Coates, equipment hire and solutions provider, has been honoured for its practise, leadership and innovation with First Nations people winning the APIC Partner of the Year award at the NSW Indigenous Chamber of Commerce (NSWICC) Infrastructure and Construction Awards.
Held at the Crowne Plaza in the Hunter Valley, the company (Coates) was awarded the NSWICC APIC (Aboriginal Participation in Construction Policy) Partner of the Year Award, and was runner up for the Outstanding Organisational Contribution to Indigenous Advocacy & Capability Award, while Alana McCarthy (a second-year apprentice with Coates at its Beresfield branch) was a finalist in the Indigenous Apprentice / Trainee of the Year Award.
Why was Coates win in the category?
In 2020, the company unveiled its first Reconciliation Action Plan (RAP), the Reflect RAP, and earlier this year announced its second Reconciliation Action Plan, Innovate. Since the launch of the inaugural Reconciliation Action Plan, Coates has increased its First Nations employee representation by more than 300%, to 37 Aboriginal and Torres Strait Islander employees.
To achieve their reconciliation goals, the company announced a target First Nations employee representation rate of 2.5% of total headcount by 2025 and has achieved a rate of 1.8%.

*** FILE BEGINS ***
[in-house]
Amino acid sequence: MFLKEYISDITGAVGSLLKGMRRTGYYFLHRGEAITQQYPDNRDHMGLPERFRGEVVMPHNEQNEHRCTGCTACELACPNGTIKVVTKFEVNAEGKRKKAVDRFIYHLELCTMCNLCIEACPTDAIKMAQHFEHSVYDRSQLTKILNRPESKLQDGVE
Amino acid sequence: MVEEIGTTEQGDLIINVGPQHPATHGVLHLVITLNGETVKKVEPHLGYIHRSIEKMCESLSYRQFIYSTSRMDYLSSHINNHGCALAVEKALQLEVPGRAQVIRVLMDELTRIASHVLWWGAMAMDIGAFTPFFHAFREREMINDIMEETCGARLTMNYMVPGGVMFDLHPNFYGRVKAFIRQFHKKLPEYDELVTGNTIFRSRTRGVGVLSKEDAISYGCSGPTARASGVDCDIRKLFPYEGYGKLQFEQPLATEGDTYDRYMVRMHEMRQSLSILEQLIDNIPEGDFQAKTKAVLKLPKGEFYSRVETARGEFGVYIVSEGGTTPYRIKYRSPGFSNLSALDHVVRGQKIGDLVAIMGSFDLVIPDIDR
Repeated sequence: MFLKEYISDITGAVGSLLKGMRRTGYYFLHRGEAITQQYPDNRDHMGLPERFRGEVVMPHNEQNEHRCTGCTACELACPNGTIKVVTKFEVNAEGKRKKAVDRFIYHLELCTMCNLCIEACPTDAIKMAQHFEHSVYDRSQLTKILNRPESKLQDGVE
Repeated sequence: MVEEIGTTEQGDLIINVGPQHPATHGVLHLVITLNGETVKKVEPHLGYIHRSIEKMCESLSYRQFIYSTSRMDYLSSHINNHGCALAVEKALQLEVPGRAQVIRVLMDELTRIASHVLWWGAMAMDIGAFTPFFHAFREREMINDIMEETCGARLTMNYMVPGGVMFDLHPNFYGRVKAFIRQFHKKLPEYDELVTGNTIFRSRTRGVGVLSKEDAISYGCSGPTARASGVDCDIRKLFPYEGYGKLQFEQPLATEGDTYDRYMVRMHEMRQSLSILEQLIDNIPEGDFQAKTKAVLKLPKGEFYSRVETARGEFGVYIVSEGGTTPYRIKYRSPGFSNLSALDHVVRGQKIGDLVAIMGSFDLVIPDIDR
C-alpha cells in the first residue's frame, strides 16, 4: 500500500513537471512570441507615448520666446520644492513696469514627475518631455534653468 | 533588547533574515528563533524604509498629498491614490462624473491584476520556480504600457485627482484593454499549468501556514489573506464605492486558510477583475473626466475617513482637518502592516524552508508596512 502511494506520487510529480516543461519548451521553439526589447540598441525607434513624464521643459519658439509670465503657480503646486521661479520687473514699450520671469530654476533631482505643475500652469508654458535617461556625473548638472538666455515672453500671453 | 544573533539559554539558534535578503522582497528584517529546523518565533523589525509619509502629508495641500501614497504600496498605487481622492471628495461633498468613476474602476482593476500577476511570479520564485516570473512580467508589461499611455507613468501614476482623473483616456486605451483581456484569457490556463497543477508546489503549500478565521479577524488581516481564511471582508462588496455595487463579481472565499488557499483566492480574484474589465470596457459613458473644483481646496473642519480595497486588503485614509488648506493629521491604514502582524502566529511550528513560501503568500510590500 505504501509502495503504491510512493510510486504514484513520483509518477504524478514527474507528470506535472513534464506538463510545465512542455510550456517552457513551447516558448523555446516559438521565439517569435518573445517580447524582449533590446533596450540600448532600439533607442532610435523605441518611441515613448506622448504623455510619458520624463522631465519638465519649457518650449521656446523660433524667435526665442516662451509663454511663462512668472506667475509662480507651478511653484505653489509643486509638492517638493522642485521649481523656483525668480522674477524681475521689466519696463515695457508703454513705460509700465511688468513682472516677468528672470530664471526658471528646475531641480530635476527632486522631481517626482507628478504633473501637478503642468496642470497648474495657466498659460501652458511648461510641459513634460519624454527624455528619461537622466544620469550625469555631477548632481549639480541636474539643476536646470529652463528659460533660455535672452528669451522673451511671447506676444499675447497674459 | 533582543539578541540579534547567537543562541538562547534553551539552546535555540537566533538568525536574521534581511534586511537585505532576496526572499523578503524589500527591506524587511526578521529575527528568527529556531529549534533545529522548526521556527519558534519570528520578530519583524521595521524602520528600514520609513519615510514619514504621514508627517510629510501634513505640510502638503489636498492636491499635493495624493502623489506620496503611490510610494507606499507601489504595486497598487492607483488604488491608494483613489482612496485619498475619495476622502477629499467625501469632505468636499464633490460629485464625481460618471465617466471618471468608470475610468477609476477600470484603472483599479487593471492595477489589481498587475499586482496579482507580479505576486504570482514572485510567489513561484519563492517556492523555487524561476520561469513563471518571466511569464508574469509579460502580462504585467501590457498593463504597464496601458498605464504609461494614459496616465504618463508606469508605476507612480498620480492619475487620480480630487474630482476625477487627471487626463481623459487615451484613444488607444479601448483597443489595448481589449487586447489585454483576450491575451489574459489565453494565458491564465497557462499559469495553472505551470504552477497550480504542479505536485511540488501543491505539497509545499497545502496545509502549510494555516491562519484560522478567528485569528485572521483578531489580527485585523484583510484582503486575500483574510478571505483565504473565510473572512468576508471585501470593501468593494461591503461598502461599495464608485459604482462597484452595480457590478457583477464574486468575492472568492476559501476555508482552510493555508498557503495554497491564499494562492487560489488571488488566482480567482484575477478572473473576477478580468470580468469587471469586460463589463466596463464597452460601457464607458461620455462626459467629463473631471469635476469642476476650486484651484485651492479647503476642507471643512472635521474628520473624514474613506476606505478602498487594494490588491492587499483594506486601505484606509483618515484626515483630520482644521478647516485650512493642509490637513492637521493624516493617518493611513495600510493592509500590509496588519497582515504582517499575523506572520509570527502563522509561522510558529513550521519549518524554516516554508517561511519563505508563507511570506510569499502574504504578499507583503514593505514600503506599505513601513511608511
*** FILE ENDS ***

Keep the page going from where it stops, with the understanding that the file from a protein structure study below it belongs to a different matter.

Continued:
In addition, through partnering with organisations such as the NSWICC, the company has increased its First Nations supplier pool by more than 300% since the inaugural RAP was unveiled, and by approximately 100% during FY22 alone. Furthermore, it has spent more than $3.2m with its First Nations supplier pool in FY22, an increase of about 120%.
What were the executive’s thoughts on the recognition?
Commenting on the recognition, Murray Vitlich, CEO, Coates, said, “We are extremely proud of our work with First Nations people, communities and suppliers, and these awards are a validation of the incredible amount of progress we’ve made in such a short time.”
“The NSWICC sees us as a company dedicated to driving real change and positive progress with Aboriginal and Torres strait islander peoples and businesses, which is a great honour.”
“We have learned so much about First Nations histories, customs and protocols. Through partnering with firms such as the NSWICC, we’ve realised the genuine work that needs to be done to enact real change, and we are dedicated to continuing our commitment,” said Vitlich.